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Fed chairman Jerome Powell. Photo: Justin Sullivan/Getty Images

As expected, the Federal Reserve said it would hold off on raising interest rates and signaled that the central bank will not raise interest rates any time this year.

Why it matters: The Fed has backed off its hawkish interest rate hike plans seen as recently as late last year, amid concerns that "growth of economic activity has slowed from its solid rate in the fourth quarter," officials said in the policy statement released on Wednesday.

  • In a separate release, the Fed said it would stop shrinking the multitrillion-dollar balance sheet it amassed during the financial crisis by the end of September. Fed chair Jerome Powell told reporters during a news conference that the final size of the balance sheet would be "a bit above" $3.5 trillion from a peak of $4.5 trillion.
  • Balance sheet shrinkage was widely blamed for the stock market volatility seen at the end of last year.

Details:

  • Fed officials also ratcheted down expectations for economic growth, saying GDP would come in at 2.1% this year versus the 2.9% projected at December's Fed meeting.
  • Their projections for unemployment this year were higher at 3.7% from the 3.5% they anticipated in December.

Between the lines: Powell maintains that the Fed is an apolitical institution and hasn't been swayed by the president's unprecedented criticism of the central bank. However, Trump did get everything he asked for: a stoppage on interest rate hikes and the end of the balance sheet runoff.

Go deeper

Updated 4 hours ago - Politics & Policy

Supreme Court backs religious groups on New York coronavirus restrictions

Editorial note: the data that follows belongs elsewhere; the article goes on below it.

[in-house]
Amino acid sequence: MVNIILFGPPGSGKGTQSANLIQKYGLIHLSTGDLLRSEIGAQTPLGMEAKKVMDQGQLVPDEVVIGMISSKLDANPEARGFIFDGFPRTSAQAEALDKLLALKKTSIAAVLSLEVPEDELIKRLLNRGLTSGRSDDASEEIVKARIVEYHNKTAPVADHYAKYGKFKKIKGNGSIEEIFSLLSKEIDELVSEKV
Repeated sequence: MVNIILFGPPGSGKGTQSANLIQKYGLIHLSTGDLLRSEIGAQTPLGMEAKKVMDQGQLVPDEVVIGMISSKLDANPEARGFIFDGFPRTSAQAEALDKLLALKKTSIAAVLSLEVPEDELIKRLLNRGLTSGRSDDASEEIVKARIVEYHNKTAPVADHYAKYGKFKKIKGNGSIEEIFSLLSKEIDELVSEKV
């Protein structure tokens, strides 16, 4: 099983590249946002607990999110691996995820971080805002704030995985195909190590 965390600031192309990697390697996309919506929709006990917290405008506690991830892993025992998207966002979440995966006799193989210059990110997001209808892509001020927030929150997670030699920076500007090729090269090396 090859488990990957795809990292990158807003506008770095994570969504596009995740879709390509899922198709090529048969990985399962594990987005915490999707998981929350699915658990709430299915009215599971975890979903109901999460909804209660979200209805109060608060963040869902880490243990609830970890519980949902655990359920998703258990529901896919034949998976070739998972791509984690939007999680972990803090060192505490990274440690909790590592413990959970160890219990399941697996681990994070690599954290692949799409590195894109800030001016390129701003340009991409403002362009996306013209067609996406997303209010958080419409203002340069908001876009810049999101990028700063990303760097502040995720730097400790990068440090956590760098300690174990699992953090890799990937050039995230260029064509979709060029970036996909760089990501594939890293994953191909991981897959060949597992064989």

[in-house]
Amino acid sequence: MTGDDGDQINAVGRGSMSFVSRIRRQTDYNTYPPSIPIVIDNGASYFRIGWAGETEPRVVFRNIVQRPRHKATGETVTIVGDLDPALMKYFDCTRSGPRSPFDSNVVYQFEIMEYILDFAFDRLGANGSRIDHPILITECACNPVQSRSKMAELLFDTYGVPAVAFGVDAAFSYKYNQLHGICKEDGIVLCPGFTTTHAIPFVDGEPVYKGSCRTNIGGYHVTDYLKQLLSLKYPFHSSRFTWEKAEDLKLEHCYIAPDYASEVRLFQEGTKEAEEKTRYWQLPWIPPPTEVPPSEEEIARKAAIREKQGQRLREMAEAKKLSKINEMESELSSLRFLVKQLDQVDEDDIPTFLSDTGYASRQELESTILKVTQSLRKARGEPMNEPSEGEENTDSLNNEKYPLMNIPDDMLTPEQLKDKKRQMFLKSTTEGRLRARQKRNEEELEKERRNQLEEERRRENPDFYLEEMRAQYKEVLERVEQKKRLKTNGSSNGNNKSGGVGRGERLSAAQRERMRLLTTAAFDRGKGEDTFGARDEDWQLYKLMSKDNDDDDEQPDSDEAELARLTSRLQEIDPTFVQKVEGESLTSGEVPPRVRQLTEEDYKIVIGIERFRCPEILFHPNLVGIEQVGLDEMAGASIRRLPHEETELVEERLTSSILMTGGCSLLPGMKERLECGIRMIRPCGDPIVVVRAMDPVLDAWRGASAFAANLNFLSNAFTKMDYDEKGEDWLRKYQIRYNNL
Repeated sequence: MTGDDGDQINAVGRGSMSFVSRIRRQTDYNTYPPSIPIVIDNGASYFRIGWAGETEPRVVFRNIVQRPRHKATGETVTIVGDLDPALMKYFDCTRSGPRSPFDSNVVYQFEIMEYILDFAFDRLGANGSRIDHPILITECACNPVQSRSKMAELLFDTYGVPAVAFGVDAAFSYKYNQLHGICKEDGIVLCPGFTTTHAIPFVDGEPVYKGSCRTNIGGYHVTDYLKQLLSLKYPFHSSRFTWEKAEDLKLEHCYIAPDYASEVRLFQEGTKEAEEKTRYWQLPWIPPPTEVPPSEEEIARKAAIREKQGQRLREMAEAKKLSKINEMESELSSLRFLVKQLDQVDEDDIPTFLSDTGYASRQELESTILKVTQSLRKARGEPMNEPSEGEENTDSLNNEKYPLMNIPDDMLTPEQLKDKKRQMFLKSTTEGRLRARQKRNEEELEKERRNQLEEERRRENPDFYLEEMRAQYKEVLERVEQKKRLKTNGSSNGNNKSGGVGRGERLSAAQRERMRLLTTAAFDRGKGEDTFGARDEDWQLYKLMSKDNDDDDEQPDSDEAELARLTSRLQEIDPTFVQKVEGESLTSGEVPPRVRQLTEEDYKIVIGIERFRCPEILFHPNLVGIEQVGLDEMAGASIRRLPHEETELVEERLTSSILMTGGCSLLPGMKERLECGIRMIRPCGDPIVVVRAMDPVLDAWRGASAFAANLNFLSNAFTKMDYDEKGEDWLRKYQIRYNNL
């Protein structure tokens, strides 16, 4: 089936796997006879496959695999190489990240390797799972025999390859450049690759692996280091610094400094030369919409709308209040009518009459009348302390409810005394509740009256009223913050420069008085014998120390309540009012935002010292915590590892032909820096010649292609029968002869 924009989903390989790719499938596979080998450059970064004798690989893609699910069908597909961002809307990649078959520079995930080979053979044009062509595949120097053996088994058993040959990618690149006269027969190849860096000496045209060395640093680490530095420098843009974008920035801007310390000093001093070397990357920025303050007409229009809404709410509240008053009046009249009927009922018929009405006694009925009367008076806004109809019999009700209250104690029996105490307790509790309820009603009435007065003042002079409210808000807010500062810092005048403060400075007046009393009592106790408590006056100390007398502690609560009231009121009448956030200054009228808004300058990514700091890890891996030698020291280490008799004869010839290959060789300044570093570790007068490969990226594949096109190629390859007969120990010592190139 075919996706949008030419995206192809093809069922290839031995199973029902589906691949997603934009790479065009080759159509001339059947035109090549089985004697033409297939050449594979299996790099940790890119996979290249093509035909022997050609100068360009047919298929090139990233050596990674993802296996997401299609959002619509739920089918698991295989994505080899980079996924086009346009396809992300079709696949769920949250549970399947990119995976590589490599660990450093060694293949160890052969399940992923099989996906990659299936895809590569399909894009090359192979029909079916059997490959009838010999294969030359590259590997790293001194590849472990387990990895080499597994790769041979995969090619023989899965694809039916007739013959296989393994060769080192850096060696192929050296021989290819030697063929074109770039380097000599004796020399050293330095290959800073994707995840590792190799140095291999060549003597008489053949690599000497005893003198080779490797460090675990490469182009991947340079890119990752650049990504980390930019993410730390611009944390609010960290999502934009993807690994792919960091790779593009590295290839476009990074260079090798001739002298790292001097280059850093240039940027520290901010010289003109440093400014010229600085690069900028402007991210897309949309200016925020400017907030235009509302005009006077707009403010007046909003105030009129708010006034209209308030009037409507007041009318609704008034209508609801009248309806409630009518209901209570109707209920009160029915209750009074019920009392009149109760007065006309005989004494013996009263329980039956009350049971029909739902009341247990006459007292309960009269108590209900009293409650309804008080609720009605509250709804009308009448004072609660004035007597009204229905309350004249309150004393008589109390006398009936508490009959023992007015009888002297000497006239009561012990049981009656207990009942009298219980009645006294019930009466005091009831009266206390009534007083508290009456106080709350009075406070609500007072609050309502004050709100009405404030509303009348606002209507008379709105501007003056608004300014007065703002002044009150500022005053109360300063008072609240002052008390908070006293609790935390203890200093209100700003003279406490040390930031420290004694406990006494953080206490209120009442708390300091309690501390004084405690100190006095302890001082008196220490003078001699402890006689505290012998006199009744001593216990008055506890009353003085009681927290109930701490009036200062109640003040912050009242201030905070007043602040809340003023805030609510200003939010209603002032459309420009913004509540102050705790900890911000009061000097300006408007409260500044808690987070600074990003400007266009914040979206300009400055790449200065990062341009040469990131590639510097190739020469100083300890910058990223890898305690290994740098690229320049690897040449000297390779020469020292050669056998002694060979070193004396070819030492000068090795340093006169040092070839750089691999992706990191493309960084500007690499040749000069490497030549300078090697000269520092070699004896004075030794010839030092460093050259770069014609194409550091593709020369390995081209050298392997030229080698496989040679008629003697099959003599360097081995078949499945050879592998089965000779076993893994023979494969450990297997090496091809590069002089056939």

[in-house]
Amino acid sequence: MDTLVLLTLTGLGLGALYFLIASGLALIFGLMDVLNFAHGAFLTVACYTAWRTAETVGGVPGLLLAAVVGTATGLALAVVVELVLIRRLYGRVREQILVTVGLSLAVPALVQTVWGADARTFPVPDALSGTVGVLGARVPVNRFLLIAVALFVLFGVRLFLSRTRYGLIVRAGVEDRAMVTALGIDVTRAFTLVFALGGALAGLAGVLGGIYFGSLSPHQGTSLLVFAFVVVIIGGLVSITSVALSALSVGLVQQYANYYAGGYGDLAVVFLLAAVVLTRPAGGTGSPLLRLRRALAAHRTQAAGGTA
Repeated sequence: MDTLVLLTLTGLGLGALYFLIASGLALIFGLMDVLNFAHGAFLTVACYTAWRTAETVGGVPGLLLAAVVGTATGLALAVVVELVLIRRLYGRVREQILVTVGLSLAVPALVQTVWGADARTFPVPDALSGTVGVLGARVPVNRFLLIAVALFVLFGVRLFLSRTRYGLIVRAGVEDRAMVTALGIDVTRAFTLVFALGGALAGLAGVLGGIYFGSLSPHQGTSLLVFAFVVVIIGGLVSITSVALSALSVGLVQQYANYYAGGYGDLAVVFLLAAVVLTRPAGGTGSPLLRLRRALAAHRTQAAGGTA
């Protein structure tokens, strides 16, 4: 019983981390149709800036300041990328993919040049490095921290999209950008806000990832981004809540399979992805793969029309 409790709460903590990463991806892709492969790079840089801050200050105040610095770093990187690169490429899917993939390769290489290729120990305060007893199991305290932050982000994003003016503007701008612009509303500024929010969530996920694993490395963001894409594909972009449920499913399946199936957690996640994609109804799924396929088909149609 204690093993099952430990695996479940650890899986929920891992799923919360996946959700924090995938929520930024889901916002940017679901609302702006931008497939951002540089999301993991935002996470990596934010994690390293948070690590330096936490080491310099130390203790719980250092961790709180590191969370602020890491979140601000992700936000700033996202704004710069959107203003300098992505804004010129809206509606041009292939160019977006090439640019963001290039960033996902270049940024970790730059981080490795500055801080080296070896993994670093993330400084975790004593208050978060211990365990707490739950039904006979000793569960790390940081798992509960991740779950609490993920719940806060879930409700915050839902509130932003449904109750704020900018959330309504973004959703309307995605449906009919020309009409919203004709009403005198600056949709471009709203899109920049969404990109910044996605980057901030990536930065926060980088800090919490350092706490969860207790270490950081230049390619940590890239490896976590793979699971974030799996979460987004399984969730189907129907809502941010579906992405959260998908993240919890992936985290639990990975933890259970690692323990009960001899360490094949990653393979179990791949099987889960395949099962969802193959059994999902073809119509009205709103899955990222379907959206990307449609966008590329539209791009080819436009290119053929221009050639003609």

Photo: Saul Loeb/AFP via Getty Images

The U.S. Supreme Court ruled late Wednesday that restrictions previously imposed on New York places of worship by Gov. Andrew Cuomo (D) during the coronavirus pandemic violated the First Amendment.

Why it matters: The decision in a 5-4 vote heralds the first significant action by the new President Trump-appointed conservative Justice Amy Coney Barrett, who cast the deciding vote in favor of the Catholic Church and Orthodox Jewish synagogues.

USAID chief tests positive for coronavirus

An Air Force cargo jet delivers USAID supplies to Russia earlier this year. Photo: Mikhail Metzel/TASS via Getty Images

The acting administrator of the United States Agency for International Development informed senior staff Wednesday he has tested positive for coronavirus, two sources familiar with the call tell Axios.

Why it matters: John Barsa, who staffers say rarely wears a mask in their office, is the latest in a series of senior administration officials to contract the virus. His positive diagnosis comes amid broader turmoil at the agency following the election.

Bryan Walsh, author of Future
11 hours ago - Health

COVID-19 shows a bright future for vaccines

Illustration: Annelise Capossela/Axios

Promising results from COVID-19 vaccine trials offer hope not just that the pandemic could be ended sooner than expected, but that medicine itself may have a powerful new weapon.

Why it matters: Vaccines are, in the words of one expert, "the single most life-saving innovation ever," but progress had slowed in recent years. New gene-based technology that sped the arrival of the COVID vaccine will boost the overall field, and could even extend to mass killers like cancer.